Queen Victoria sponge cake – with a savoury twist

VictoriaStampSponge3In another lead-up week to the start of the Great British Bake Off, The Baking Nanna and Rob Allen hosted another #GBBOTwitterbakealong and asked for a vote. Victoria sponge overwhelmingly won – I guess everyone likes a good old fashioned cake don’t they?

Well, I voted for bread! It’s true: I do like a Vicky sponge but after having made a lot of sweet things recently I was hoping to avoid a sweet bake. How wrong I was: the theme of Victoria sponge got everyone making the most amazing bakes! An absolutely superb array of beautiful Vicky sponges. I was happy to have been outvoted 🙂

My decoration literally put a stamp on the Queen Vic association with this cake, but the hand painted stamp on top is the only thing old fashioned about this recipe! The sponge is baked with fresh-cracked black pepper and the jam has been made with balsamic vinegar and a touch of salt.

vicSpondeDrawing1 copy

These tastes of pepper and balsamic vinegar are known to go well as pairings with strawberries, but it’s usually a a dressing on a bowl of the little fruits rather than inside the dessert! I took a chance (albeit an educated guess because of the flavour pairings) and it worked amazingly well. I didn’t tell my teens what was in the cake (before they took a bite) and they adored it.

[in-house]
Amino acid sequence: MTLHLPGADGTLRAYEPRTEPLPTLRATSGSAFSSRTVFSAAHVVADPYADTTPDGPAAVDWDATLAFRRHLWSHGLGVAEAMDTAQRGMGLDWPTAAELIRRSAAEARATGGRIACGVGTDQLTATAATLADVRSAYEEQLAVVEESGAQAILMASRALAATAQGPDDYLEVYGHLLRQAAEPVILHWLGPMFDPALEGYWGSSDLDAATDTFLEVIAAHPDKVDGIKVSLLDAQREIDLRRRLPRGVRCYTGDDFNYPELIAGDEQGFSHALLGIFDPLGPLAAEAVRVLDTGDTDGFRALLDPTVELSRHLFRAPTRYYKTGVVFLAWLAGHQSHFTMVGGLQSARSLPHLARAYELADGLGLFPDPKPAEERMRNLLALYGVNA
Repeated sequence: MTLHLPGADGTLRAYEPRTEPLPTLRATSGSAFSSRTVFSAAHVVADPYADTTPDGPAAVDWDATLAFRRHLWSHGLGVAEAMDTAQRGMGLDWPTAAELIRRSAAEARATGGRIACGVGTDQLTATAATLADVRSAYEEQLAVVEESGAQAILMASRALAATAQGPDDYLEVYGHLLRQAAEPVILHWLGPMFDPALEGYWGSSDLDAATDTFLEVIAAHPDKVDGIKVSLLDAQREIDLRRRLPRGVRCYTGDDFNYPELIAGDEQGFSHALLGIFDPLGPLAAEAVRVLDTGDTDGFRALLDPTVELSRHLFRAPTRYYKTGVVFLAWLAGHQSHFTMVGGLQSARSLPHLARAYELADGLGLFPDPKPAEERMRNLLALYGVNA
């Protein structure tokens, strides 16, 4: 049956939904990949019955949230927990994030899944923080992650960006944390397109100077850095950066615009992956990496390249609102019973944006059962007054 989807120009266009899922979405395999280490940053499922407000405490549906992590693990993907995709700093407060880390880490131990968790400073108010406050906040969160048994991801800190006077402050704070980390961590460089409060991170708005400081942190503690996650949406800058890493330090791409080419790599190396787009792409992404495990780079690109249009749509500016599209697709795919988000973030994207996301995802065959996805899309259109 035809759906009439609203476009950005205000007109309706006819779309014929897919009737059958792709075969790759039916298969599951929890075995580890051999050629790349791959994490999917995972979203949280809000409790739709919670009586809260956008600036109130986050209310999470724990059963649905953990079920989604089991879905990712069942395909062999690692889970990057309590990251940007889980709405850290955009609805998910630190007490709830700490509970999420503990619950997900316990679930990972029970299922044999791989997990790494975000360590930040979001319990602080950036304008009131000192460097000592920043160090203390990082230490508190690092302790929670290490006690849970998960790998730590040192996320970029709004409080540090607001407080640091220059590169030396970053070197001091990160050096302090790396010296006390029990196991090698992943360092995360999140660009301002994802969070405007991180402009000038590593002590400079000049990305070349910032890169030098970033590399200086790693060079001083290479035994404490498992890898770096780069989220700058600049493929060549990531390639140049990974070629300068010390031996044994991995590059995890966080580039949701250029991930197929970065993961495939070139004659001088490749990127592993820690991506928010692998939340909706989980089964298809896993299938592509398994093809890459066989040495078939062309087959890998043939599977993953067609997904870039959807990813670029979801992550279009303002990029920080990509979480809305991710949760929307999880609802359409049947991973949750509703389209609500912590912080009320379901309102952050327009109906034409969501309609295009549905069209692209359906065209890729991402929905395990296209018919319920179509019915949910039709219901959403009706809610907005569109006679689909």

Ah, I lied a little – this is one more old fashioned thing to this: it’s the traditional recipe that British home bakers have been adhering too for decades, possibly even centuries. I purposely used this standard recipe to showcase how flexible it is and that it can accommodate different ingredients and additions. There are some amazing new and exquisite takes on Victoria sponge, taking the original and perfecting it.

However, this recipe is a fail safe and easy to remember: if you’re ever without a recipe book (or now connection to the internet) this will stand you in good stead. As such, I’ve listed the ingredients first (normally I list equipment at the top):

Ingredients – basic Victoria sponge

  • Eggs, large – four (select two per 20cm layer/ cake tin)
  • Self-raising flour – weigh the eggs, use the same weight of flour (in their shells)
  • Caster sugar – same weight as the eggs
  • Fat – same weight as the eggs. Please note I use HALF unsalted butter and HALF baking margarine